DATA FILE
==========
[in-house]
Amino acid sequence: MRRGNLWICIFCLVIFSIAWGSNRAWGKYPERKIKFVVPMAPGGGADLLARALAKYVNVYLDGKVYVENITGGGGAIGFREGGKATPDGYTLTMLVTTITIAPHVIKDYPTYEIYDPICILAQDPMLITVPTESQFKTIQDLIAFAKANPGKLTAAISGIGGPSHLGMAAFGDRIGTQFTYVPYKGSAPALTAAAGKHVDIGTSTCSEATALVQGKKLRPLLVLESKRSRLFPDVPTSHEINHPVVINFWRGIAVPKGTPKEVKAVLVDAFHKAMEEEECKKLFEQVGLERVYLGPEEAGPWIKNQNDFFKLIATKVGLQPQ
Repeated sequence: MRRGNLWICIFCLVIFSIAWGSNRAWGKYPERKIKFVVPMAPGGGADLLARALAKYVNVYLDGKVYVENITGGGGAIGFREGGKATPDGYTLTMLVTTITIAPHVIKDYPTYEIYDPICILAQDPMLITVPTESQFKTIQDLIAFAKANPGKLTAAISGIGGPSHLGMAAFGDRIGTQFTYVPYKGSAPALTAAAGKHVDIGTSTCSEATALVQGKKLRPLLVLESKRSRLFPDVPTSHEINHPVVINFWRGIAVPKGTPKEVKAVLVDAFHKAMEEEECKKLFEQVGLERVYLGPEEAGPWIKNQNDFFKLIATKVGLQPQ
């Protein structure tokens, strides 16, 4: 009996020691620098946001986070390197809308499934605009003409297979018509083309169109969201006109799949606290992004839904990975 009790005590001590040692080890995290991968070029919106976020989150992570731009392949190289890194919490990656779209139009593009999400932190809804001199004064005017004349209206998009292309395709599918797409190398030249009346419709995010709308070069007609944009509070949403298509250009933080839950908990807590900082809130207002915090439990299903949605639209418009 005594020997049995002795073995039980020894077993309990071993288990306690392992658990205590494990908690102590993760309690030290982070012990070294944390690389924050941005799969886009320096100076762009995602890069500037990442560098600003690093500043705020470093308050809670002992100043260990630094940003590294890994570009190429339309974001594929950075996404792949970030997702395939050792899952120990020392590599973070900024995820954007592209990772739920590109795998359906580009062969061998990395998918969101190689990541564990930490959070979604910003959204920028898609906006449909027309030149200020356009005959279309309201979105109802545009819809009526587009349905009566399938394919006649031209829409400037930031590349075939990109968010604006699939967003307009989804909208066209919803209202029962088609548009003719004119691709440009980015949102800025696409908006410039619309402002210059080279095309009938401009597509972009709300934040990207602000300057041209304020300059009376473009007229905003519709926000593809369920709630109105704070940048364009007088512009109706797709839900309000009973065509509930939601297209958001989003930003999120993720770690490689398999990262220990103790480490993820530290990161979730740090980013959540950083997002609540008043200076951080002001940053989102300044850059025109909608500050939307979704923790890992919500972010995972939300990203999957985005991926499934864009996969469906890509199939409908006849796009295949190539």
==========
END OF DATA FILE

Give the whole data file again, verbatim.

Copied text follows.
[in-house]
Amino acid sequence: MRRGNLWICIFCLVIFSIAWGSNRAWGKYPERKIKFVVPMAPGGGADLLARALAKYVNVYLDGKVYVENITGGGGAIGFREGGKATPDGYTLTMLVTTITIAPHVIKDYPTYEIYDPICILAQDPMLITVPTESQFKTIQDLIAFAKANPGKLTAAISGIGGPSHLGMAAFGDRIGTQFTYVPYKGSAPALTAAAGKHVDIGTSTCSEATALVQGKKLRPLLVLESKRSRLFPDVPTSHEINHPVVINFWRGIAVPKGTPKEVKAVLVDAFHKAMEEEECKKLFEQVGLERVYLGPEEAGPWIKNQNDFFKLIATKVGLQPQ
Repeated sequence: MRRGNLWICIFCLVIFSIAWGSNRAWGKYPERKIKFVVPMAPGGGADLLARALAKYVNVYLDGKVYVENITGGGGAIGFREGGKATPDGYTLTMLVTTITIAPHVIKDYPTYEIYDPICILAQDPMLITVPTESQFKTIQDLIAFAKANPGKLTAAISGIGGPSHLGMAAFGDRIGTQFTYVPYKGSAPALTAAAGKHVDIGTSTCSEATALVQGKKLRPLLVLESKRSRLFPDVPTSHEINHPVVINFWRGIAVPKGTPKEVKAVLVDAFHKAMEEEECKKLFEQVGLERVYLGPEEAGPWIKNQNDFFKLIATKVGLQPQ
């Protein structure tokens, strides 16, 4: 009996020691620098946001986070390197809308499934605009003409297979018509083309169109969201006109799949606290992004839904990975 009790005590001590040692080890995290991968070029919106976020989150992570731009392949190289890194919490990656779209139009593009999400932190809804001199004064005017004349209206998009292309395709599918797409190398030249009346419709995010709308070069007609944009509070949403298509250009933080839950908990807590900082809130207002915090439990299903949605639209418009 005594020997049995002795073995039980020894077993309990071993288990306690392992658990205590494990908690102590993760309690030290982070012990070294944390690389924050941005799969886009320096100076762009995602890069500037990442560098600003690093500043705020470093308050809670002992100043260990630094940003590294890994570009190429339309974001594929950075996404792949970030997702395939050792899952120990020392590599973070900024995820954007592209990772739920590109795998359906580009062969061998990395998918969101190689990541564990930490959070979604910003959204920028898609906006449909027309030149200020356009005959279309309201979105109802545009819809009526587009349905009566399938394919006649031209829409400037930031590349075939990109968010604006699939967003307009989804909208066209919803209202029962088609548009003719004119691709440009980015949102800025696409908006410039619309402002210059080279095309009938401009597509972009709300934040990207602000300057041209304020300059009376473009007229905003519709926000593809369920709630109105704070940048364009007088512009109706797709839900309000009973065509509930939601297209958001989003930003999120993720770690490689398999990262220990103790480490993820530290990161979730740090980013959540950083997002609540008043200076951080002001940053989102300044850059025109909608500050939307979704923790890992919500972010995972939300990203999957985005991926499934864009996969469906890509199939409908006849796009295949190539």